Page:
>
                              > set notabs
                              >
                              > then when you do a :sball or :new, you get the current behavior with
                              > out any kind of tab-line.
                              >
                              >
                              > --
                              >
                              > . o O pyromancer O o .

                              Hello Johnny. Without changing anything in the current versions of
                              (g)vim, you can use "Rolodex Vim", as follows:

                              :set noequalalways winminheight=0 winheight=99999

                              or if you're lazy ;-) :

                              :set noea wmh=0 wh=999

                              Only the current buffer's contents (the current tab's, if you will) will
                              be visible, and all other "horizontally split windows" will be reduced
                              to a status line each and nothing else (displaying the corresponding
                              filename). Think of these status lines (above and below the active tab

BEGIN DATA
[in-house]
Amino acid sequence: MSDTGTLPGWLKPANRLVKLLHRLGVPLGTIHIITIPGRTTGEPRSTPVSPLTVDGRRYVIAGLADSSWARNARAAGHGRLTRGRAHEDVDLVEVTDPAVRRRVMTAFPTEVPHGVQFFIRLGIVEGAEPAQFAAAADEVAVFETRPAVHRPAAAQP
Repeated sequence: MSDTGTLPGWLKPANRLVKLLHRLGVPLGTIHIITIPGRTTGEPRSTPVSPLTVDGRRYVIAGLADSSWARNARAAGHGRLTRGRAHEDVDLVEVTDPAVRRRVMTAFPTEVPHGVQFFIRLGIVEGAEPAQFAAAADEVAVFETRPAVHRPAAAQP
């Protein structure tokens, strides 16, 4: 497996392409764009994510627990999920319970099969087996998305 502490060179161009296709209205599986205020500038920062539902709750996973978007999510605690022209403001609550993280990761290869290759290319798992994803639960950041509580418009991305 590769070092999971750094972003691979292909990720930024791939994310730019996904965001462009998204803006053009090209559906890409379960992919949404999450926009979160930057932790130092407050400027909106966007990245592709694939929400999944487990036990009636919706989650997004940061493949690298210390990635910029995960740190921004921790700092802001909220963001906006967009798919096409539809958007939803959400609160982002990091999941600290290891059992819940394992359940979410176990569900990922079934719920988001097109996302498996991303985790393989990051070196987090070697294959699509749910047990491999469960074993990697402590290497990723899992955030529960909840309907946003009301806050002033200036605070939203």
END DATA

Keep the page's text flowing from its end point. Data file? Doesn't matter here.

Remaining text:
contents) as colored tabs (or black with white print) on the edges of
                              the pages of a Rolodex before and after the current one. Click on a
                              "tab" to open it, or use {number}^Ww to open the nth one, ^Ww with no
                              number for the next one, ^WW for the previous one (in the two latter
                              cases, in round-robin fashion).


                              Best regards,
                              Tony.
                            • mzyzik@gmail.com
                              ... It s easier and better and more logical just to create new commands for creating new frames. Why would someone want to change tabs/notabs on the fly when
                              Message 14 of 26 , Feb 5, 2006
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                                > Why not make tabs a display option for split windows? Something like:
                                >
                                > set tabs
                                >
                                > then when you do a :sball or :new, you get tabs instead of windows...
                                >
                                > set notabs
                                >
                                > then when you do a :sball or :new, you get the current behavior with
                                > out any kind of tab-line.
                                >